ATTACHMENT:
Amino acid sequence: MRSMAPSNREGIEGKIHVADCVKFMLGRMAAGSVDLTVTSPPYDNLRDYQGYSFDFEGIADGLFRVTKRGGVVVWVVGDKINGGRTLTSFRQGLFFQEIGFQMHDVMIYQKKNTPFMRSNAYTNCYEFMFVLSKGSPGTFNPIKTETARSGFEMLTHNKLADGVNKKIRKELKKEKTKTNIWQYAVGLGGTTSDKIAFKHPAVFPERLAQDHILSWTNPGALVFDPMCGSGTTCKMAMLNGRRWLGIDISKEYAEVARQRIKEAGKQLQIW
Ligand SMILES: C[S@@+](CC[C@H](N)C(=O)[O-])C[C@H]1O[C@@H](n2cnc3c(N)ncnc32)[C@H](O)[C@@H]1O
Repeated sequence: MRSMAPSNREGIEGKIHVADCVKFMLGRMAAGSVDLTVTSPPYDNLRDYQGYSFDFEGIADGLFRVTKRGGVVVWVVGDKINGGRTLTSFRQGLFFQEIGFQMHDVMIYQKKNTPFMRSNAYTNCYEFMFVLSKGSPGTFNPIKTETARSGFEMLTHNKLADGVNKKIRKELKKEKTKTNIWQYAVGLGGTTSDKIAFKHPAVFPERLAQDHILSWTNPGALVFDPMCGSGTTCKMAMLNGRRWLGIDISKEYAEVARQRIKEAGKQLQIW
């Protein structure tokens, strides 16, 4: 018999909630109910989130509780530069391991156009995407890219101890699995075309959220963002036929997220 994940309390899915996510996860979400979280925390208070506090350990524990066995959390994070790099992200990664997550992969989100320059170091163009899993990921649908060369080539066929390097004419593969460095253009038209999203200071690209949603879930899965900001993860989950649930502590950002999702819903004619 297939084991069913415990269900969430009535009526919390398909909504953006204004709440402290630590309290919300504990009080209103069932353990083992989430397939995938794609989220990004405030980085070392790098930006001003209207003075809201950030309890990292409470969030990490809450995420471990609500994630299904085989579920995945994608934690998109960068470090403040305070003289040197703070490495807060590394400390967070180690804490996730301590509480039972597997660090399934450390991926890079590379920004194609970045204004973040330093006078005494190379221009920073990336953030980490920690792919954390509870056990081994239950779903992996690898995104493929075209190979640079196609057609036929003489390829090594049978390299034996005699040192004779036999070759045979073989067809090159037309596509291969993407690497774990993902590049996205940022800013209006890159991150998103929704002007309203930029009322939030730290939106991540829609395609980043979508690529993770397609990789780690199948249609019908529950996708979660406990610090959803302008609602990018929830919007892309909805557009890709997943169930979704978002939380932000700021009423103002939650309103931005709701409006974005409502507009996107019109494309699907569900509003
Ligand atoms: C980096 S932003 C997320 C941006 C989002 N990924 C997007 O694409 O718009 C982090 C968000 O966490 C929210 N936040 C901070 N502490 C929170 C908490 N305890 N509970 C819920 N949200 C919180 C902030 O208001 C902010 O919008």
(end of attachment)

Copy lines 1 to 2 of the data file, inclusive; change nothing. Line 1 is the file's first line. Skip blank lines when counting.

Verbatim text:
Amino acid sequence: MRSMAPSNREGIEGKIHVADCVKFMLGRMAAGSVDLTVTSPPYDNLRDYQGYSFDFEGIADGLFRVTKRGGVVVWVVGDKINGGRTLTSFRQGLFFQEIGFQMHDVMIYQKKNTPFMRSNAYTNCYEFMFVLSKGSPGTFNPIKTETARSGFEMLTHNKLADGVNKKIRKELKKEKTKTNIWQYAVGLGGTTSDKIAFKHPAVFPERLAQDHILSWTNPGALVFDPMCGSGTTCKMAMLNGRRWLGIDISKEYAEVARQRIKEAGKQLQIW
Ligand SMILES: C[S@@+](CC[C@H](N)C(=O)[O-])C[C@H]1O[C@@H](n2cnc3c(N)ncnc32)[C@H](O)[C@@H]1O